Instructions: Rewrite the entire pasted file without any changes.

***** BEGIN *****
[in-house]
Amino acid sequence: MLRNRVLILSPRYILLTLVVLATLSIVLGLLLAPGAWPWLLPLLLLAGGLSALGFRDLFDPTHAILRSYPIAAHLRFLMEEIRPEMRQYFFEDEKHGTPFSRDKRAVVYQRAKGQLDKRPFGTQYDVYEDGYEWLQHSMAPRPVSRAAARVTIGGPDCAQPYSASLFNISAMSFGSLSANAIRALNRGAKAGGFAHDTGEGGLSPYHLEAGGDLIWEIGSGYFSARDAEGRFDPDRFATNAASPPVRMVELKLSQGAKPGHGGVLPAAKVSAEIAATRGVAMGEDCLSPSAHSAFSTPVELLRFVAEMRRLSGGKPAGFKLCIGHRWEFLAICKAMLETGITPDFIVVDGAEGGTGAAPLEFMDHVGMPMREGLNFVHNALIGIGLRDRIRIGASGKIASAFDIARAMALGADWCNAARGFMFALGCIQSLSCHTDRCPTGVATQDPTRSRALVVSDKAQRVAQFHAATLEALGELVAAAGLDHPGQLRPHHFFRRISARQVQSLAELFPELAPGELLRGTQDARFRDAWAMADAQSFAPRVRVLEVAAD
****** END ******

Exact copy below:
[in-house]
Amino acid sequence: MLRNRVLILSPRYILLTLVVLATLSIVLGLLLAPGAWPWLLPLLLLAGGLSALGFRDLFDPTHAILRSYPIAAHLRFLMEEIRPEMRQYFFEDEKHGTPFSRDKRAVVYQRAKGQLDKRPFGTQYDVYEDGYEWLQHSMAPRPVSRAAARVTIGGPDCAQPYSASLFNISAMSFGSLSANAIRALNRGAKAGGFAHDTGEGGLSPYHLEAGGDLIWEIGSGYFSARDAEGRFDPDRFATNAASPPVRMVELKLSQGAKPGHGGVLPAAKVSAEIAATRGVAMGEDCLSPSAHSAFSTPVELLRFVAEMRRLSGGKPAGFKLCIGHRWEFLAICKAMLETGITPDFIVVDGAEGGTGAAPLEFMDHVGMPMREGLNFVHNALIGIGLRDRIRIGASGKIASAFDIARAMALGADWCNAARGFMFALGCIQSLSCHTDRCPTGVATQDPTRSRALVVSDKAQRVAQFHAATLEALGELVAAAGLDHPGQLRPHHFFRRISARQVQSLAELFPELAPGELLRGTQDARFRDAWAMADAQSFAPRVRVLEVAAD